Northern Wilds Magazine
Points North

Points North: Emergency Deer Feeding – It Comes from the Heart

By Shawn Perich

In a winter defined by below zero cold and frequent snows, the Minnesota DNR made the right decision to authorize $170,000 for emergency deer feeding in northern Minnesota. The Minnesota Deer Hunters Association asked the agency to do so, using monies from a deer license surcharge earmarked for emergency feeding and response to outbreaks of disease. Given the source of the money and the apparent severity of the winter, it was appropriate for the organization to request the funds.

So far, the discussion among wildlife managers and hunters about whether or not to feed deer this winter has been civil. This was not the case during the difficult winters of the mid 90s, when a reluctant DNR and hunters locked horns over emergency feeding, drawing the Legislature into the dispute. Despite DNR opposition, once the politicians entered the fray, truckloads of deer food soon were rolling into the woods.

That the DNR is cooperating with the MDHA this time around doesn’t mean agency biologists have had a change of heart. Biologists still believe emergency feeding cannot reach enough deer to make a difference and, by concentrating individual deer, increases the risk of transmitting disease. Perhaps agency leaders have prudently decided to agree to deer feeding rather than endure the inevitable public and political blowback if they do not.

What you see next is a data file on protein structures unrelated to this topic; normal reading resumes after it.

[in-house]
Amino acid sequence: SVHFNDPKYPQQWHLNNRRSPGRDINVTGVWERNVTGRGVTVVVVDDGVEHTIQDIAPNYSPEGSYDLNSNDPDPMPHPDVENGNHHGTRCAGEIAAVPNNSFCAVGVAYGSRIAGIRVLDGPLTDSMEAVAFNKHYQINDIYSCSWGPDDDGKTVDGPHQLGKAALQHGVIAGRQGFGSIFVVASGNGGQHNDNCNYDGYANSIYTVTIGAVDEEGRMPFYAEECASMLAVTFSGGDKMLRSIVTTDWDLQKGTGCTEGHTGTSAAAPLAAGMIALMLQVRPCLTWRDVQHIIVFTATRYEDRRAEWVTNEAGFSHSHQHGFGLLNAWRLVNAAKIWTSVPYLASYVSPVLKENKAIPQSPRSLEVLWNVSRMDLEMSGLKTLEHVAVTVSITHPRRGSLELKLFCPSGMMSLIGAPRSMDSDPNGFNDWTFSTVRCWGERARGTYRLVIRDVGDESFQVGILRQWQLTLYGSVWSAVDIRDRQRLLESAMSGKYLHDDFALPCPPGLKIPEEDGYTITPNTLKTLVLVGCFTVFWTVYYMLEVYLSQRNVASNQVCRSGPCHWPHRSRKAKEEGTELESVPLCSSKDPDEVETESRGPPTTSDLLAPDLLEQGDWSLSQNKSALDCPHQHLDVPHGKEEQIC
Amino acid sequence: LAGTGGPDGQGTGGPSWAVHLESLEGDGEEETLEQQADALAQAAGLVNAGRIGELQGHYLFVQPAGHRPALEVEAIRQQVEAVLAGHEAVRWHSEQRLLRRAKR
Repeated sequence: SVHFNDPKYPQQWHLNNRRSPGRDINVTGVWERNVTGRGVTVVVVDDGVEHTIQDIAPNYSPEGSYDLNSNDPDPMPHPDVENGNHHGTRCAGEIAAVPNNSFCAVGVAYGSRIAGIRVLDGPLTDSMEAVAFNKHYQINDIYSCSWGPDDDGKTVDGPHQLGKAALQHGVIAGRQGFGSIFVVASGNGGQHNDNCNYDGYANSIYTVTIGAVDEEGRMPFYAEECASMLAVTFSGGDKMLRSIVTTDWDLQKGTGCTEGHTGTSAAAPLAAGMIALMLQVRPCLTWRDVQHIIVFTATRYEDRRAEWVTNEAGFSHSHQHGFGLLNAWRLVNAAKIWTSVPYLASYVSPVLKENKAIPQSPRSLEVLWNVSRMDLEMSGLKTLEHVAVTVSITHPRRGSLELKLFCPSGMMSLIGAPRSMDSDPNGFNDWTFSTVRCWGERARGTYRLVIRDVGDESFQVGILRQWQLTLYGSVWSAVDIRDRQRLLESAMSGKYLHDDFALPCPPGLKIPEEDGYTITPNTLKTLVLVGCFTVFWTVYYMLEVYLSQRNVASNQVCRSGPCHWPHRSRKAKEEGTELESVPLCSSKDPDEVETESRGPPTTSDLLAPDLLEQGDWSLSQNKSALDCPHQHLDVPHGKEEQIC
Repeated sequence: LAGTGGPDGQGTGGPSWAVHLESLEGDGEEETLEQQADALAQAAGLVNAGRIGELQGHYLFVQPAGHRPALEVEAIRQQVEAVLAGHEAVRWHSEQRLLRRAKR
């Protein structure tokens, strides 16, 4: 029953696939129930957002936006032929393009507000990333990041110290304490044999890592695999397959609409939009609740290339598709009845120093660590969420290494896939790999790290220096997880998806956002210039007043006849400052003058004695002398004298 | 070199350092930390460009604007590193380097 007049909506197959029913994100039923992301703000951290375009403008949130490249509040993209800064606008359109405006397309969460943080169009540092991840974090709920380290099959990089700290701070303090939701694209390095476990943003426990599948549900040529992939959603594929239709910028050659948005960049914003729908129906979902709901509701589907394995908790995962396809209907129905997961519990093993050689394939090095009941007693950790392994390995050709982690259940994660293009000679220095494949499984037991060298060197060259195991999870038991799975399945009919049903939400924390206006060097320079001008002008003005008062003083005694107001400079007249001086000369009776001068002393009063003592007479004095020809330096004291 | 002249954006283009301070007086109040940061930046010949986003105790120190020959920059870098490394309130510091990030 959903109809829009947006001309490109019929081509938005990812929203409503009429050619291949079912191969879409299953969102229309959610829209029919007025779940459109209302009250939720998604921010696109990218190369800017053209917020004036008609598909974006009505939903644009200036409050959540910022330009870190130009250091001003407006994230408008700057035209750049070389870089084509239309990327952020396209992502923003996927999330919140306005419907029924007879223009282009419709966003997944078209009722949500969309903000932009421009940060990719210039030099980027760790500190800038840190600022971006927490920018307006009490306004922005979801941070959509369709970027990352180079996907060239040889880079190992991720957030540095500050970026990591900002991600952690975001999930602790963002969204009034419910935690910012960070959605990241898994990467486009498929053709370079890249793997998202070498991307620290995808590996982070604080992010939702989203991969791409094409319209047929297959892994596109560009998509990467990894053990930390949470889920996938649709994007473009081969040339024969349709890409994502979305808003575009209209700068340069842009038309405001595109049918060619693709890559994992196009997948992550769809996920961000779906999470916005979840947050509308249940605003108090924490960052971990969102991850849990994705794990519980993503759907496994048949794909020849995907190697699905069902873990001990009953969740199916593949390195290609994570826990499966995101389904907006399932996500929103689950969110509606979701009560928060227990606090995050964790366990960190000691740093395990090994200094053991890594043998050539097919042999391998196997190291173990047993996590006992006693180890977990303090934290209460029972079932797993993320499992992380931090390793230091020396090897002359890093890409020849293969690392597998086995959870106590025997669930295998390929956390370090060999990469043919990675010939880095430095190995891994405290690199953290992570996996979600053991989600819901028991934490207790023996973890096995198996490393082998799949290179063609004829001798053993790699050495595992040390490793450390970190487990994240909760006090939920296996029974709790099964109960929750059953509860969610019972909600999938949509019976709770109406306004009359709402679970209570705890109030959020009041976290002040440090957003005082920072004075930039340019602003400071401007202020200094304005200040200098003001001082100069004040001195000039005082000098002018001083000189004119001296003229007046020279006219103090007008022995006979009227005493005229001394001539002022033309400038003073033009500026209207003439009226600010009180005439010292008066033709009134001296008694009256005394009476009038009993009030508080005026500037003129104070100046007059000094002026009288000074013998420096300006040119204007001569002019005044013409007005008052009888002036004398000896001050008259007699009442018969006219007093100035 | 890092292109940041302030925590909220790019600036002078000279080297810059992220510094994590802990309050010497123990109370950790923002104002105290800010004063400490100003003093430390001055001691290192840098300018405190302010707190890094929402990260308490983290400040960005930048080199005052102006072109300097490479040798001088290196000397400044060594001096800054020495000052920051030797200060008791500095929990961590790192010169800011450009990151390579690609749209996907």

Parameters for where deer feeding may occur have been established by the DNR. Feeding is limited to public land within hunting permit areas where the agency believes deer numbers are below or nearly below its population goals. Interestingly, this doesn’t include the northeastern Minnesota permit areas east of U.S. Hwy 53, including the North Shore, where the state’s deepest snow is found. Whitetail abundance there is considered at or above goal, but it is also worth noting that many, if not most North Shore deer have access to backyard feeders. Also, allowing deer numbers to increase there could risk the transmission of illnesses such as parasitic brain worm to the state’s beleaguered moose herd.

The feed will be hauled into the woods by volunteers associated with various MDHA chapters. According to a story in the Minneapolis Star-Tribune, the volunteers will use snowmobiles to haul the feed away from roads and snowmobile trails so whitetails attracted to the feeding sites won’t create a driving hazard. The MDHA hopes to begin feeding by March 1 and will continue until the snow melts, likely a period of four to six weeks.

Despite the volunteers’ best efforts, many deer in the feeding zone will never see so much as a mouthful of state-funded food. The area is simply too big to allow for feed to be distributed everywhere. At best, they may help scattered groups of deer to make it through the winter.

Or they may not. As someone who lives in an area where lots of deer feeding occurs, I’ve noticed that where the deer go, wolves follow. If the snows are not too deep (and I’d argue they are not), the deer can pound out a network of trails they can use to escape wolves. That said, I’ve also noticed that wolves hang around the vicinity of feeding sites. Hey, wolves have to eat, too.